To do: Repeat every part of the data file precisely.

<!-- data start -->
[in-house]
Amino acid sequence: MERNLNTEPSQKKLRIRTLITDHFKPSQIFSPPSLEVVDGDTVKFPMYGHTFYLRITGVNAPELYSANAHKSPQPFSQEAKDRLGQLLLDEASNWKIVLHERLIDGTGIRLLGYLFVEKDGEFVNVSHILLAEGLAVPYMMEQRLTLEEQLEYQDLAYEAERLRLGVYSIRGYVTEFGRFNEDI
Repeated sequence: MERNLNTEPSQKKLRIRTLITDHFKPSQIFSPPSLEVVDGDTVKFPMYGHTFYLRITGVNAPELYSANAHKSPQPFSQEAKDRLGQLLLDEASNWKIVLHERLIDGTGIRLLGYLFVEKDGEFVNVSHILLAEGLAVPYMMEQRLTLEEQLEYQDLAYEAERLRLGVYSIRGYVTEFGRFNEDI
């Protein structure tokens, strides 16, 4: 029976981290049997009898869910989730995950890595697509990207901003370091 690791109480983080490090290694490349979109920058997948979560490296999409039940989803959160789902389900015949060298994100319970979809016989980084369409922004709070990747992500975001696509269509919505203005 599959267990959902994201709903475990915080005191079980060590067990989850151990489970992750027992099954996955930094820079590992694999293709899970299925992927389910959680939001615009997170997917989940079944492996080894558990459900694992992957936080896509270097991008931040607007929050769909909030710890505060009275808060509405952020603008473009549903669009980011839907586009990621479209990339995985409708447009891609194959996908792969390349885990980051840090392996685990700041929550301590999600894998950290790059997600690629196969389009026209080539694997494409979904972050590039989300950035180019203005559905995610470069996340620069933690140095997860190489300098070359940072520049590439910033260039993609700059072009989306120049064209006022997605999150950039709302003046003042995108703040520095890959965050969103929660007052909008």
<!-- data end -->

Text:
[in-house]
Amino acid sequence: MERNLNTEPSQKKLRIRTLITDHFKPSQIFSPPSLEVVDGDTVKFPMYGHTFYLRITGVNAPELYSANAHKSPQPFSQEAKDRLGQLLLDEASNWKIVLHERLIDGTGIRLLGYLFVEKDGEFVNVSHILLAEGLAVPYMMEQRLTLEEQLEYQDLAYEAERLRLGVYSIRGYVTEFGRFNEDI
Repeated sequence: MERNLNTEPSQKKLRIRTLITDHFKPSQIFSPPSLEVVDGDTVKFPMYGHTFYLRITGVNAPELYSANAHKSPQPFSQEAKDRLGQLLLDEASNWKIVLHERLIDGTGIRLLGYLFVEKDGEFVNVSHILLAEGLAVPYMMEQRLTLEEQLEYQDLAYEAERLRLGVYSIRGYVTEFGRFNEDI
């Protein structure tokens, strides 16, 4: 029976981290049997009898869910989730995950890595697509990207901003370091 690791109480983080490090290694490349979109920058997948979560490296999409039940989803959160789902389900015949060298994100319970979809016989980084369409922004709070990747992500975001696509269509919505203005 599959267990959902994201709903475990915080005191079980060590067990989850151990489970992750027992099954996955930094820079590992694999293709899970299925992927389910959680939001615009997170997917989940079944492996080894558990459900694992992957936080896509270097991008931040607007929050769909909030710890505060009275808060509405952020603008473009549903669009980011839907586009990621479209990339995985409708447009891609194959996908792969390349885990980051840090392996685990700041929550301590999600894998950290790059997600690629196969389009026209080539694997494409979904972050590039989300950035180019203005559905995610470069996340620069933690140095997860190489300098070359940072520049590439910033260039993609700059072009989306120049064209006022997605999150950039709302003046003042995108703040520095890959965050969103929660007052909008």